USCIS Chief Ken Cuccinelli Blames 'Illegal Immigration' After Reports Of MS-13 Targeting High School Student

The acting chief of the U.S. Citizenship and Immigration Services is blaming "illegal immigration" after it was reported that members of the notorious Mara Salvatrucha (MS-13) gang may have been targeting at least one high school student in Maryland.

"Anyone think illegal immigration has anything to do with this???" USCIS acting director Ken Cuccinelli questioned, sharing a tweet from a local reporter on Tuesday.

ABC7 journalist Kevin Lewis reported that the Montgomery County Police Department had formed a special detail at Albert Einstein High School in North Kensington, Maryland, on Tuesday after identifying a "credible threat" that MS-13 was seeking revenge against at least one student there.

Speaking to Newsweek, Montgomery County Police Sergeant Sunyoung Kim confirmed that officers were stationed outside the school on Tuesday. However, Kim said she could not confirm whether officers were deployed in response to a threat from MS-13.

Kim said the detail had been sent to the school following an incident last week involving at least one student.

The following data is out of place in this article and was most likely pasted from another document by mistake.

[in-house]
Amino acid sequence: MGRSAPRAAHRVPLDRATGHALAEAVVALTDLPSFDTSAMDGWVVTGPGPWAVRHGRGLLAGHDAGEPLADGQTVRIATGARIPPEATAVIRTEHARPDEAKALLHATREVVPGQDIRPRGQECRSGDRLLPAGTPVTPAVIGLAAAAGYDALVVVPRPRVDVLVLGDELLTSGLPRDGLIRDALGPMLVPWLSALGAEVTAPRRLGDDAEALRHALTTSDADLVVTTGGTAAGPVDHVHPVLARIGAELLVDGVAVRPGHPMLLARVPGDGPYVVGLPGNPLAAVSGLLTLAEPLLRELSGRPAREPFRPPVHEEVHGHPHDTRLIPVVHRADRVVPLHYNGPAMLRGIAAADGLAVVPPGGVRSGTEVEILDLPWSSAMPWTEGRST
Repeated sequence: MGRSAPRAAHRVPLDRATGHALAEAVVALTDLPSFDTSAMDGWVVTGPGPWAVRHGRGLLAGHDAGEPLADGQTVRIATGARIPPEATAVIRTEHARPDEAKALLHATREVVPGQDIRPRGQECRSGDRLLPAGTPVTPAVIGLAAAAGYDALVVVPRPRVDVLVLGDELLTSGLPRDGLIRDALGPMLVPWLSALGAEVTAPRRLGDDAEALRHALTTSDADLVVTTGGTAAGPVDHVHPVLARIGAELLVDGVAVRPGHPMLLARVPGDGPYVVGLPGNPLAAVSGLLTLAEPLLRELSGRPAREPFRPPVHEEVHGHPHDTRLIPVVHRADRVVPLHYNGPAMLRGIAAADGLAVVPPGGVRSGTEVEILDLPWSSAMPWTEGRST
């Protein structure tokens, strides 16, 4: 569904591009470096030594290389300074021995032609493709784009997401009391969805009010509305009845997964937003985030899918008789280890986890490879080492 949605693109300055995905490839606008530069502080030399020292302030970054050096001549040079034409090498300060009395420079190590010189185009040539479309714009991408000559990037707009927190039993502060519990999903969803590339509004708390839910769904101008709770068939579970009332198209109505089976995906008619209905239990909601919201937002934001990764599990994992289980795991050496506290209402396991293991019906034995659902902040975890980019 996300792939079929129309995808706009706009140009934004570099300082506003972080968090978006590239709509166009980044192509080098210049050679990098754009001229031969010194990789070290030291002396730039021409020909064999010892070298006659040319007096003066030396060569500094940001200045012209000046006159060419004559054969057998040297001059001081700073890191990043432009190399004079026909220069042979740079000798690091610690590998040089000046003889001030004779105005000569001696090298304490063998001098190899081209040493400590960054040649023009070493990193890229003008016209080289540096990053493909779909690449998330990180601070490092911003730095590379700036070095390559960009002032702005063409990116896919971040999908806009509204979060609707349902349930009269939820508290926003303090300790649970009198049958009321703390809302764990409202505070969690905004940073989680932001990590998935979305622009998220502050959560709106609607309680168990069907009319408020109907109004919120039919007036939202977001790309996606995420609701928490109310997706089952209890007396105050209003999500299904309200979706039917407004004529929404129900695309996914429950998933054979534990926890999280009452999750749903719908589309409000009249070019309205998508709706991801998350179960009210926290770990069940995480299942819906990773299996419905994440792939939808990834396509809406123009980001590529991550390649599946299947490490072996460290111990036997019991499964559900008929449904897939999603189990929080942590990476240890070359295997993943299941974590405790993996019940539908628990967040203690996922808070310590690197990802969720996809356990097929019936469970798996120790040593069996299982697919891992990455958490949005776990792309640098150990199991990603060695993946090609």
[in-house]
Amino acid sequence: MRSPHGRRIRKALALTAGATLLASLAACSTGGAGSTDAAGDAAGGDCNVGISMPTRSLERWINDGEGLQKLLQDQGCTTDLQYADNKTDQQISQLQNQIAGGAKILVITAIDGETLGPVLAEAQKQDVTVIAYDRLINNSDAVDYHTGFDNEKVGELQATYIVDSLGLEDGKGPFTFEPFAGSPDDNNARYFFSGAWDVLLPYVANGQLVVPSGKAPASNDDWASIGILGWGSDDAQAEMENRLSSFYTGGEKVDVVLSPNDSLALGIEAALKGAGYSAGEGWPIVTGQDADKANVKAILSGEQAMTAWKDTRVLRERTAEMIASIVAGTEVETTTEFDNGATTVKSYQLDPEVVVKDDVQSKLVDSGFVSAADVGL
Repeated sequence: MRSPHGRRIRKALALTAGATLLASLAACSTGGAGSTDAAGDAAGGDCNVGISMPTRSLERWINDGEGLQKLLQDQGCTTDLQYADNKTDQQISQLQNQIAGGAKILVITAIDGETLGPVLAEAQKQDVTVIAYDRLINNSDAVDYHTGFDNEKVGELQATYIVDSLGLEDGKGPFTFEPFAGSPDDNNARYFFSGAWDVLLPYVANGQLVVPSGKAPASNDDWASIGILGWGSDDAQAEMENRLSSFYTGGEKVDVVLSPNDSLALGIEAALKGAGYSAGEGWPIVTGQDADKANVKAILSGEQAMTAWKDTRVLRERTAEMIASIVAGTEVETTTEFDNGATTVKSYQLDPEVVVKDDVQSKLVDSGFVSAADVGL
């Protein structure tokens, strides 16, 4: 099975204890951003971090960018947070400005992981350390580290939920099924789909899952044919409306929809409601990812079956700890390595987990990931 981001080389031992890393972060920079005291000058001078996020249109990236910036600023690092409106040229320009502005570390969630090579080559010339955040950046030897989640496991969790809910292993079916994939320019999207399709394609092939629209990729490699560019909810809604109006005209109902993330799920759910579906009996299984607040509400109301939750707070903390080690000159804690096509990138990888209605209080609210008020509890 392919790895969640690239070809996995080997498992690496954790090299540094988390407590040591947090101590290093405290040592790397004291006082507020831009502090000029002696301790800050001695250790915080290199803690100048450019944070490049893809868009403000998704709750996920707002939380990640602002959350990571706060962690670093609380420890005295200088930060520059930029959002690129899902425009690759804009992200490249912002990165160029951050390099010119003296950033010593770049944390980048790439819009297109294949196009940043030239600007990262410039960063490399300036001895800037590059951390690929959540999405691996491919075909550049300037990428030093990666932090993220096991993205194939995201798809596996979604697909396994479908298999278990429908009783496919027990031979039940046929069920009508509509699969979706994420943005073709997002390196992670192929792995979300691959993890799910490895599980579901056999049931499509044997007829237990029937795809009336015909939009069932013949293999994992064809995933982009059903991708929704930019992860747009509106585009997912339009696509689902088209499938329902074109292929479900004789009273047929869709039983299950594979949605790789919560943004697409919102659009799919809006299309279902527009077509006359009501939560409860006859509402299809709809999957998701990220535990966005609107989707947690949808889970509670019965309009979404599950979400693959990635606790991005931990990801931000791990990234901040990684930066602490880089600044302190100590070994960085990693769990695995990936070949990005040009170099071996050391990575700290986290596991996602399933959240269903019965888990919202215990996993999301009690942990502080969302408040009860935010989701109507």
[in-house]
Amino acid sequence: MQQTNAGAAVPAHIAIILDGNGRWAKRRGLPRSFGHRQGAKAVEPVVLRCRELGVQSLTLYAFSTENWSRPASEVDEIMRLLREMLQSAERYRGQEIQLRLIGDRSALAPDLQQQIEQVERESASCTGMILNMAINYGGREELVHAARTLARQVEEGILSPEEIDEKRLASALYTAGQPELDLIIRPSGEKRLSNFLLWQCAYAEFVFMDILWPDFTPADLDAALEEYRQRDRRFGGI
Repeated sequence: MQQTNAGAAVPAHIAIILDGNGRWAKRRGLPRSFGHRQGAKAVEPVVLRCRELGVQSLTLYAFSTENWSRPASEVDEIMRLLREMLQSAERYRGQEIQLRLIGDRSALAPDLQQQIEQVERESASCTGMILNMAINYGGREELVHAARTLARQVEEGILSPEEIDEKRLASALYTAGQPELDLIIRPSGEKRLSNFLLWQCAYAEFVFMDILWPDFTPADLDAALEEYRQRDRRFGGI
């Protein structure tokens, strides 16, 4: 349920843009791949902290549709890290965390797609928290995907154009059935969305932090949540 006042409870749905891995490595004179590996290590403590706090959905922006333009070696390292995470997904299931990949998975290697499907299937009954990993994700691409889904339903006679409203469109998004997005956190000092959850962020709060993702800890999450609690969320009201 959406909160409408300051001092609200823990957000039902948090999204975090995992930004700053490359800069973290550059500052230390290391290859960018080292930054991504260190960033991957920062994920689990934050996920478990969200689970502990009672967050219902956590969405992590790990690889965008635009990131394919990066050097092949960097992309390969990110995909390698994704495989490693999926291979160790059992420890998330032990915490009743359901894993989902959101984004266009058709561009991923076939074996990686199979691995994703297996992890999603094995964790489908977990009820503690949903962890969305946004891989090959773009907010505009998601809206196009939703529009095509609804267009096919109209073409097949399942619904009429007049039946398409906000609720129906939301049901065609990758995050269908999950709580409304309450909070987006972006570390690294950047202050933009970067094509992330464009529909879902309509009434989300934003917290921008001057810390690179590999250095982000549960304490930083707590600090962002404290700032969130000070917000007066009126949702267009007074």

"There were some words that floated around about, possibly, a confrontation," Kim said, adding: "Extra officers were there... out of an abundance of caution."

There is no evidence to suggest that undocumented immigrants were behind the reported threats at the school, as Cuccinelli appeared to infer in his tweet.

While MS-13 has, for years, been the gang with the highest numbers of members apprehended at the U.S.-Mexico border, it originated in Los Angeles, California, forming in the 1980s and taking root predominantly in the local Salvadoran community.

Since then, however, its members have been behind brutal killings in the U.S. and across the Americas.

According to the U.S. Customs and Border Protection agency's statistics, as many as 464 MS-13 gang members were stopped at the U.S. border in fiscal year 2019, with 413 members being apprehended in the prior fiscal year.

Compared to the 18th Street gang, the group with the second highest number of members typically stopped at the U.S. border in the past five years, MS-13's numbers are significantly higher.

In fiscal year 2019, 168 people affiliated with the 18th Street gang were stopped at the U.S. border, with 145 people apprehended in fiscal year 2018.

Still, the numbers for MS-13 and 18 Street members are relatively low when compared to the overall 1,148,024 people that were either apprehended or deemed inadmissible by immigration officials at the border in fiscal year 2019.

Ken Cuccinelli
Acting Director of U.S. Citizenship and Immigration Services Ken Cuccinelli speaks about immigration policy at the White House during a briefing August 12, 2019 in Washington, D.C. Cuccinelli appeared to blame 'illegal immigrants' after reports that MS-13 members were suspected of targeting a high school student in Maryland. Win McNamee/Getty